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A Hot Splice In Video And Audio?

Inside Wall Street


Not everybody thinks mergers are made in heaven, even if the parties involved do. When HMG Digital Technologies announced in mid-June it was merging with privately owned Allied Film Laboratory, HMG shares skidded from 71/2 to 61/4. Since then, it has continued sliding, to 51/2. But money manager Gary Kaminsky of Cowen & Co. is far from discouraged. He has been buying despite the dip. Why?

"Investors either misunderstand or don't care about the very positive things happening at HMG," says Kaminsky. He says the combined company, to be named Allied Digital Technologies, "will be a pure play in the emerging CD and CD-ROM software industry." Kaminsky got into the stock as early as May, 1993, when HMG merged with RCL Acquisitions.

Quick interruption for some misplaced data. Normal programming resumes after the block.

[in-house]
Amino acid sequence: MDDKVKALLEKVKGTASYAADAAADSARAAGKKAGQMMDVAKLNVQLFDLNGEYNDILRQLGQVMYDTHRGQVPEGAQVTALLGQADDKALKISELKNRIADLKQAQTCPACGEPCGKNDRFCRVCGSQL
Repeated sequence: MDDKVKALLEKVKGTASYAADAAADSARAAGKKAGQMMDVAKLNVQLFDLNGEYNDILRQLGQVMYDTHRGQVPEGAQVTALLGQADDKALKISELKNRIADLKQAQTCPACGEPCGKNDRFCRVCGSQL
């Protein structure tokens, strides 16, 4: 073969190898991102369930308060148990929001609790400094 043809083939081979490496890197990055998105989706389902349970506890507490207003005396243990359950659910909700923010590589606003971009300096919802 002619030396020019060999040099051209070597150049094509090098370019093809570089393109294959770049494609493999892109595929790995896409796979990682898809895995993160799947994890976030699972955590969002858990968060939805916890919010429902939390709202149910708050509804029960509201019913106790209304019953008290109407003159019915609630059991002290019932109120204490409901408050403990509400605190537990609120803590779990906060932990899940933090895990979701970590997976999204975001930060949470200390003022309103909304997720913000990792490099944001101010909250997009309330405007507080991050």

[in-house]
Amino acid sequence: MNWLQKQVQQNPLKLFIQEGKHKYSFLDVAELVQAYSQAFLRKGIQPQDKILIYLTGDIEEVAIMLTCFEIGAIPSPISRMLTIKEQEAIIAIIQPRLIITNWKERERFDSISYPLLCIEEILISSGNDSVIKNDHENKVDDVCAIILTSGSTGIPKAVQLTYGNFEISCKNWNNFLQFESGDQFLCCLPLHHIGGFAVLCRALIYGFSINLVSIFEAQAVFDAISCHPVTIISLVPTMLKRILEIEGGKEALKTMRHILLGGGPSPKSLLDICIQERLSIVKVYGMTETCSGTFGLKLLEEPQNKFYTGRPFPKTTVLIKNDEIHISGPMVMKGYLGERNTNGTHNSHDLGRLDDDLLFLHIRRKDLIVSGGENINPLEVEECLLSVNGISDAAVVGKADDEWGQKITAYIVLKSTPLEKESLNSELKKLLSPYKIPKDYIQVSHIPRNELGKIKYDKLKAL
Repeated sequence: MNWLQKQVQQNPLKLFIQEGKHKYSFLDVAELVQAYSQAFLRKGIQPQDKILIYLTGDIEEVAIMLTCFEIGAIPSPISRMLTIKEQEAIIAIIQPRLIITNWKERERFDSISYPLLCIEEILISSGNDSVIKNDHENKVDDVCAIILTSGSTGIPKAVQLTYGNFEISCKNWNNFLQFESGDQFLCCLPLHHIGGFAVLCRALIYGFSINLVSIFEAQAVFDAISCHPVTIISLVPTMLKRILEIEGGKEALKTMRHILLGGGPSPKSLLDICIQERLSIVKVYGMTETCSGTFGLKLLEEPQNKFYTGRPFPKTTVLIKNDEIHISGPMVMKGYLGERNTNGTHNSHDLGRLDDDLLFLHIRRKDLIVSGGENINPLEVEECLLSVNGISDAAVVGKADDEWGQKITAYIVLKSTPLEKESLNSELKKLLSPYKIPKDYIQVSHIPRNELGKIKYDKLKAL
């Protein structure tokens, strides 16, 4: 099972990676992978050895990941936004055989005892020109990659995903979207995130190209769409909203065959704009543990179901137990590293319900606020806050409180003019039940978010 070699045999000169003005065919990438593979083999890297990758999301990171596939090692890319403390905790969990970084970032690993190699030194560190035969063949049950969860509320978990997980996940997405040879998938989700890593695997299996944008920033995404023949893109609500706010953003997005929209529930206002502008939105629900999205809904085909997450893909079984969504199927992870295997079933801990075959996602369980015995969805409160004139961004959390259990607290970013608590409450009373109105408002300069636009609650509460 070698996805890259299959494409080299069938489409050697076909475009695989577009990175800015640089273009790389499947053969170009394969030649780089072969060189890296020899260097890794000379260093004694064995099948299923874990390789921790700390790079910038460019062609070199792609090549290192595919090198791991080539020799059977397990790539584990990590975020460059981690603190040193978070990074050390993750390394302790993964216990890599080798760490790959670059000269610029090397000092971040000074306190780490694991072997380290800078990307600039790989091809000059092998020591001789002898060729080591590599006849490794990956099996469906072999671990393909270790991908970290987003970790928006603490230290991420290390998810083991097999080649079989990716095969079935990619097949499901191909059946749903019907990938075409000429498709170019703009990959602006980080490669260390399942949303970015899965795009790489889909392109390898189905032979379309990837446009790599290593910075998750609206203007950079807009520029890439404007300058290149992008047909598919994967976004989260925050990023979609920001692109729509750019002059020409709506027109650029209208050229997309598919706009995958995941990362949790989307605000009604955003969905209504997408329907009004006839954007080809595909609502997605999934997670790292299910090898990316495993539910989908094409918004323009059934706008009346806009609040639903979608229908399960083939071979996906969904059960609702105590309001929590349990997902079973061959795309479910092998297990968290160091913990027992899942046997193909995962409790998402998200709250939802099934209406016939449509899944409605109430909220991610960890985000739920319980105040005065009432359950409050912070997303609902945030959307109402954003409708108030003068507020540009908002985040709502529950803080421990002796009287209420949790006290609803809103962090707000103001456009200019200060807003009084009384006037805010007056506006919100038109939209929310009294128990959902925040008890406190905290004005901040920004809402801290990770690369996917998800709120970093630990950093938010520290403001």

With the latest merger, the two companies will have combined sales of nearly $150 million. HMG, a major duplicator of audio- and videocassettes, posted sales of $46.9 million in 1993, while Allied, which duplicates movie films and videocassettes, generated revenues of $93.2 million.

HMG currently trades on the American Stock Exchange. After the merger, the company is expected to trade on the AMEX. HMG recently opened a new replication facility in Hauppage, N.Y., for compact disks and CD-ROM disks. PolyGram, Capital Cities/ABC, and Sony are among HMG's big customers. Kaminsky expects the stock to double easily in a year. One analyst sees the company earning $1 a share next year.GENE G. MARCIAL

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